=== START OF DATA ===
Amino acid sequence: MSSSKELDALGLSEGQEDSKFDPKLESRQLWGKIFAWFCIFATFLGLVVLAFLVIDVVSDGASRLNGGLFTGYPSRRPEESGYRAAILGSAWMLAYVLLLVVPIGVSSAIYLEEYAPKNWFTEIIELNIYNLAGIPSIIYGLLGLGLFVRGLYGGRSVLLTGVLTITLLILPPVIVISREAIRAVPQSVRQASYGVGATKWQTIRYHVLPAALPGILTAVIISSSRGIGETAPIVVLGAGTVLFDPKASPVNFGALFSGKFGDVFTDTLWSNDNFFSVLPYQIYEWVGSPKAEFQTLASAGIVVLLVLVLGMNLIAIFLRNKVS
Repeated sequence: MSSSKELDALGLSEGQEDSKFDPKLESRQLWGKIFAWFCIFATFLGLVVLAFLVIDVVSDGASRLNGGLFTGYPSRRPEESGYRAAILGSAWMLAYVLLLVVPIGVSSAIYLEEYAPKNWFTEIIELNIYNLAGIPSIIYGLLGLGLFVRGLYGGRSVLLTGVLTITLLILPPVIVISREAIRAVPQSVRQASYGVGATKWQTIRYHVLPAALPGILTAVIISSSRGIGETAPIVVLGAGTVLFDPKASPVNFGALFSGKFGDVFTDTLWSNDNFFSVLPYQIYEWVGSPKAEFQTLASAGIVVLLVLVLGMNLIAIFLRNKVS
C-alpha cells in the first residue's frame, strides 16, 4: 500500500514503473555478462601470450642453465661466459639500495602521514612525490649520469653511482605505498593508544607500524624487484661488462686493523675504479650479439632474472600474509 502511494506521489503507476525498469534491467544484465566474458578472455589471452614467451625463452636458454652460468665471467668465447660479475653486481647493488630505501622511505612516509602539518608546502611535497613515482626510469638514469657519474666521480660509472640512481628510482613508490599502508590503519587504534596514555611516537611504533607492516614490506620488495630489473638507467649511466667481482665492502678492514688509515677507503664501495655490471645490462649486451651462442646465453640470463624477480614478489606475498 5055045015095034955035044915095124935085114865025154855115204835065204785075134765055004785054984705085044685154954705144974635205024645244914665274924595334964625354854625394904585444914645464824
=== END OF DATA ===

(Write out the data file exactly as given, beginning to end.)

Amino acid sequence: MSSSKELDALGLSEGQEDSKFDPKLESRQLWGKIFAWFCIFATFLGLVVLAFLVIDVVSDGASRLNGGLFTGYPSRRPEESGYRAAILGSAWMLAYVLLLVVPIGVSSAIYLEEYAPKNWFTEIIELNIYNLAGIPSIIYGLLGLGLFVRGLYGGRSVLLTGVLTITLLILPPVIVISREAIRAVPQSVRQASYGVGATKWQTIRYHVLPAALPGILTAVIISSSRGIGETAPIVVLGAGTVLFDPKASPVNFGALFSGKFGDVFTDTLWSNDNFFSVLPYQIYEWVGSPKAEFQTLASAGIVVLLVLVLGMNLIAIFLRNKVS
Repeated sequence: MSSSKELDALGLSEGQEDSKFDPKLESRQLWGKIFAWFCIFATFLGLVVLAFLVIDVVSDGASRLNGGLFTGYPSRRPEESGYRAAILGSAWMLAYVLLLVVPIGVSSAIYLEEYAPKNWFTEIIELNIYNLAGIPSIIYGLLGLGLFVRGLYGGRSVLLTGVLTITLLILPPVIVISREAIRAVPQSVRQASYGVGATKWQTIRYHVLPAALPGILTAVIISSSRGIGETAPIVVLGAGTVLFDPKASPVNFGALFSGKFGDVFTDTLWSNDNFFSVLPYQIYEWVGSPKAEFQTLASAGIVVLLVLVLGMNLIAIFLRNKVS
C-alpha cells in the first residue's frame, strides 16, 4: 500500500514503473555478462601470450642453465661466459639500495602521514612525490649520469653511482605505498593508544607500524624487484661488462686493523675504479650479439632474472600474509 502511494506521489503507476525498469534491467544484465566474458578472455589471452614467451625463452636458454652460468665471467668465447660479475653486481647493488630505501622511505612516509602539518608546502611535497613515482626510469638514469657519474666521480660509472640512481628510482613508490599502508590503519587504534596514555611516537611504533607492516614490506620488495630489473638507467649511466667481482665492502678492514688509515677507503664501495655490471645490462649486451651462442646465453640470463624477480614478489606475498 5055045015095034955035044915095124935085114865025154855115204835065204785075134765055004785054984705085044685154954705144974635205024645244914665274924595334964625354854625394904585444914645464824